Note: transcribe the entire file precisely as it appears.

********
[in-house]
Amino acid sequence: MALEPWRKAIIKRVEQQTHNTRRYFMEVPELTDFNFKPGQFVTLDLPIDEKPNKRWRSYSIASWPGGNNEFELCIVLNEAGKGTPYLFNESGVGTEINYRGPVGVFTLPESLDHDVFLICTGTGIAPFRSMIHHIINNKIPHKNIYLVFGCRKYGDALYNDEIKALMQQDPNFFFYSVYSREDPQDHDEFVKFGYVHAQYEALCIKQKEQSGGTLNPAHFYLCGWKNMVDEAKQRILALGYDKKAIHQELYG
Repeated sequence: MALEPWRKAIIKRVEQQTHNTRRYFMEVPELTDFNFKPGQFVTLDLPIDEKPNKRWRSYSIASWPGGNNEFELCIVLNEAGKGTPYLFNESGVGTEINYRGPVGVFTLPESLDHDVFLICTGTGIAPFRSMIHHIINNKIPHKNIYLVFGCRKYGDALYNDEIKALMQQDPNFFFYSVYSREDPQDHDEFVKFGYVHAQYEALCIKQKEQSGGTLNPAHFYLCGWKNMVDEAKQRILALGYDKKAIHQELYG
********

[in-house]
Amino acid sequence: MALEPWRKAIIKRVEQQTHNTRRYFMEVPELTDFNFKPGQFVTLDLPIDEKPNKRWRSYSIASWPGGNNEFELCIVLNEAGKGTPYLFNESGVGTEINYRGPVGVFTLPESLDHDVFLICTGTGIAPFRSMIHHIINNKIPHKNIYLVFGCRKYGDALYNDEIKALMQQDPNFFFYSVYSREDPQDHDEFVKFGYVHAQYEALCIKQKEQSGGTLNPAHFYLCGWKNMVDEAKQRILALGYDKKAIHQELYG
Repeated sequence: MALEPWRKAIIKRVEQQTHNTRRYFMEVPELTDFNFKPGQFVTLDLPIDEKPNKRWRSYSIASWPGGNNEFELCIVLNEAGKGTPYLFNESGVGTEINYRGPVGVFTLPESLDHDVFLICTGTGIAPFRSMIHHIINNKIPHKNIYLVFGCRKYGDALYNDEIKALMQQDPNFFFYSVYSREDPQDHDEFVKFGYVHAQYEALCIKQKEQSGGTLNPAHFYLCGWKNMVDEAKQRILALGYDKKAIHQELYG